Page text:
What’s behind this alarming trend?
Theft at Home Depot stores has been “growing double-digit year over year,” the retailer’s VP of asset protection, Scott Glenn, recently told ABC News.
“More and more we’re seeing the risk being brought into the stores, and people being hurt or people even being killed in many cases because these folks, they just don’t care about the consequence,” Glenn said.
Home Depot isn’t alone in experiencing an uptick in organized retail crime, which the National Retail Federation defines as the large-scale theft of retail merchandise with the intent to resell the items for financial gain.
About 70% of retailers believe the threat of organized retail crime has increased over the past five years, according to the 2022 National Retail Security Survey.
To reduce the risk of theft and other crimes in its stores, Home Depot has started locking up high-value items, some of which Decker says may surprise customers.
“They’re not all big — they’re not all power tools and generators. You can have a circuit breaker — [worth] $50, $60, $80 — those are all high-theft items.”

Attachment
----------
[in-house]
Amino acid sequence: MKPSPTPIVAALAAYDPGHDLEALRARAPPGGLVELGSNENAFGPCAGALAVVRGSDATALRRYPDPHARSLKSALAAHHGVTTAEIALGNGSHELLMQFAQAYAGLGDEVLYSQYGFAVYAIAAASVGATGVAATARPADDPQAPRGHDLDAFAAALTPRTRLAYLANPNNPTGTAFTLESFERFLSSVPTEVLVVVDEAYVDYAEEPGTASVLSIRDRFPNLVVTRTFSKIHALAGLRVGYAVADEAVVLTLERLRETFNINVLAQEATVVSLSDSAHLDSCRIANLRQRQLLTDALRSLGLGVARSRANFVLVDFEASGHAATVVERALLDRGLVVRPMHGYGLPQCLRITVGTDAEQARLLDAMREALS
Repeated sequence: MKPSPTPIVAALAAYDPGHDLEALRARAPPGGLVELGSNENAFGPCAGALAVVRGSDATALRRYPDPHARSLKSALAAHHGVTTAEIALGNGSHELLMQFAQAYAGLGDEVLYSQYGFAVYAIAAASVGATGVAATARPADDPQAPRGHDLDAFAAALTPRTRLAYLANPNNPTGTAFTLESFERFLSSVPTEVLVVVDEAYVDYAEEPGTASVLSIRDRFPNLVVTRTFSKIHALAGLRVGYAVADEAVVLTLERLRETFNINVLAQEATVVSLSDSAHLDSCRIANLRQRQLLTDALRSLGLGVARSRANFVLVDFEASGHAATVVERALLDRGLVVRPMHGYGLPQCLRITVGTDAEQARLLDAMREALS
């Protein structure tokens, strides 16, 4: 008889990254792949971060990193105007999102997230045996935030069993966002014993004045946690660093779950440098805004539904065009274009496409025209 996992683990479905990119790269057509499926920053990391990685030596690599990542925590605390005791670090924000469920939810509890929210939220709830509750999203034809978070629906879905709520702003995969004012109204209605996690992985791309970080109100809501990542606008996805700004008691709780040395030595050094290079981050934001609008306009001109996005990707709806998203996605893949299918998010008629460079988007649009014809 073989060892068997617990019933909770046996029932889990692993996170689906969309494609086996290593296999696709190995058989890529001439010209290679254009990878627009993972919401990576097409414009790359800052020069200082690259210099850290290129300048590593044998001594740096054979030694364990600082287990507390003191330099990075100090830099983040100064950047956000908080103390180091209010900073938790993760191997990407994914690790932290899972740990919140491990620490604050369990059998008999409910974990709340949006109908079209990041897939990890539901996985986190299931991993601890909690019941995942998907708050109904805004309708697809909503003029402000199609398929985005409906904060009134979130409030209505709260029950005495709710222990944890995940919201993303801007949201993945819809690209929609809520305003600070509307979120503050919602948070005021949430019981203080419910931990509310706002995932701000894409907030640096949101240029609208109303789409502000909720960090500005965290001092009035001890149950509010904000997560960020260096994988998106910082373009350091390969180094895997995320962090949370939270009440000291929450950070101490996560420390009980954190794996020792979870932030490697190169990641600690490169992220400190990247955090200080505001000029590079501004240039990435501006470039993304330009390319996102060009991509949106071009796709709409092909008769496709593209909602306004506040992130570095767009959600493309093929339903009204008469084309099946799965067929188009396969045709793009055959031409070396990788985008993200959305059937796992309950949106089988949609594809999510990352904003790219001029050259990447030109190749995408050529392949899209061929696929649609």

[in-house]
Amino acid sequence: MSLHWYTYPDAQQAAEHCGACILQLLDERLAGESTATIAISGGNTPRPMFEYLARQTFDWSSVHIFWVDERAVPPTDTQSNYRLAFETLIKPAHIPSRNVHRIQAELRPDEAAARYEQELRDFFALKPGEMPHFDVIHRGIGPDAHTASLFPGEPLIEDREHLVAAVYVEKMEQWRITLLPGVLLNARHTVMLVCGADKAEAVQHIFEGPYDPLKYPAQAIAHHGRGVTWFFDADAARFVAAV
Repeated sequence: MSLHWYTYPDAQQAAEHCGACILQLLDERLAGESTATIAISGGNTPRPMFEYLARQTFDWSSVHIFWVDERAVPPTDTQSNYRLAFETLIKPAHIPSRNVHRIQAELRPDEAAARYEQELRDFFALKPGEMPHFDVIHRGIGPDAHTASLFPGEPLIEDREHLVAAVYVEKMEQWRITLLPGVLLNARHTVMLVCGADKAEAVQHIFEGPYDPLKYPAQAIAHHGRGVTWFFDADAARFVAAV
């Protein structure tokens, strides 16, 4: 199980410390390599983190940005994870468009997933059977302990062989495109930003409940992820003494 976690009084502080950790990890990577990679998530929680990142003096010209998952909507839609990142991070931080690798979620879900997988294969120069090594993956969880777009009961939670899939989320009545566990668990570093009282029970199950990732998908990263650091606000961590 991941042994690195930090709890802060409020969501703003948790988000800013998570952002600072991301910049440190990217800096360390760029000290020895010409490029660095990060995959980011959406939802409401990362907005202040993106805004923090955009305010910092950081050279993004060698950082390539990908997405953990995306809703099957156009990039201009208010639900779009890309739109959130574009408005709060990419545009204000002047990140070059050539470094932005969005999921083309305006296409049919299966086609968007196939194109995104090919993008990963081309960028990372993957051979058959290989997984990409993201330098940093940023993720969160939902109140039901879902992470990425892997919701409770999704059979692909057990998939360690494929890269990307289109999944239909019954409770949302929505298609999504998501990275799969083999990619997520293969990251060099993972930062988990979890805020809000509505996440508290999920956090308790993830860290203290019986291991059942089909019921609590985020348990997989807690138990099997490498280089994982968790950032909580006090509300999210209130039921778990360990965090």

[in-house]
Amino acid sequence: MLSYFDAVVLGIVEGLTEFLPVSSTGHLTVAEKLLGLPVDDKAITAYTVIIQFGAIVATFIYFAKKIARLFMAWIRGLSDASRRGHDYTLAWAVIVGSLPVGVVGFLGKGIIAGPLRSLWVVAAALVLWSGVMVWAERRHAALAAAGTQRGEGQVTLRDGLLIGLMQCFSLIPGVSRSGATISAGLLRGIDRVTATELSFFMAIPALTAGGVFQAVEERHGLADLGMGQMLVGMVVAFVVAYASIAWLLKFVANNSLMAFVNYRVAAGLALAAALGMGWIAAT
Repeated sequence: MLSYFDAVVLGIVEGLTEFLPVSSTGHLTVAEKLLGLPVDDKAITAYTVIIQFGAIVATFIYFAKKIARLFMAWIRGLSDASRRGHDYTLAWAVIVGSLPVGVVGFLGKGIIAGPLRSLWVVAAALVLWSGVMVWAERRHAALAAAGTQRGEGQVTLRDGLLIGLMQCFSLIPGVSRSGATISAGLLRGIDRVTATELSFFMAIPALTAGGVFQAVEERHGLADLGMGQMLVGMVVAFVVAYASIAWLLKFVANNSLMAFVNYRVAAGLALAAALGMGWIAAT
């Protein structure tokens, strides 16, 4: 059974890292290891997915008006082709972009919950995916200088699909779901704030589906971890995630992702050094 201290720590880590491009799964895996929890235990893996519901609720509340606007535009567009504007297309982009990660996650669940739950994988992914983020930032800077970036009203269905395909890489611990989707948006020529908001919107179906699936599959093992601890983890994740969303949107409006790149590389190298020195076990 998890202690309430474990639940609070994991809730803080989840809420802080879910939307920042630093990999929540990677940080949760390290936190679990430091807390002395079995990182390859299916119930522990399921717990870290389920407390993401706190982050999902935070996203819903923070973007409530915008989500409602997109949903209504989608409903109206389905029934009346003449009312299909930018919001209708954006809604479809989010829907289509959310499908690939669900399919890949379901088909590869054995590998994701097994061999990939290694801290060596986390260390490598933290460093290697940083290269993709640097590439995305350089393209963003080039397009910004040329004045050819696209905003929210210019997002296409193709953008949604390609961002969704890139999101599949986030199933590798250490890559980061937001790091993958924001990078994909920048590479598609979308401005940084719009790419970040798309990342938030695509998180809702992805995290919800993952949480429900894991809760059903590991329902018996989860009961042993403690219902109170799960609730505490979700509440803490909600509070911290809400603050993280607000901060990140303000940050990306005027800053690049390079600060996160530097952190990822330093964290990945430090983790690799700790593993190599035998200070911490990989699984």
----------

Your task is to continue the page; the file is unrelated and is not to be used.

When asked if Home Depot would have to shutter certain stores — following the footsteps of other retail giants — the CEO says the retailer has so far managed to avoid that.
However, Decker says the company is increasingly concerned over the safety of their employees and customers. As a result, they’ve invested more in security guards, more lighting in their parking lots and recording towers.
“It’s not a place in retail that many of us thought we would be,” he said.
Avoiding stolen goods online
When it comes to organized retail crime, “a lot of this product is [re-sold] on online marketplaces,” Decker said.
To counter this, the retail giant has been working with local, state and federal governments to help them understand the problem and come up with a viable solution.
Late last year, Congress passed the INFORM Consumers Act. The act requires online marketplaces to collect, verify and disclose certain financial and identifying information from “high-volume third-party sellers” — those with more than 200 transactions and $5,000 in revenue in a 12-month period.
INFORM Consumers, which took effect June 27, aims to increase the transparency of online transactions, while also deterring criminals from using online marketplaces to sell stolen, counterfeit or unsafe items.
Decker said he’s “super happy” the bill passed as “it’s going to make those marketplaces vet their sellers.”
In the meantime, the big-name retailer must continue “to manage” its theft challenges and cope with the “pressure on [its] gross margin,” the CEO added.
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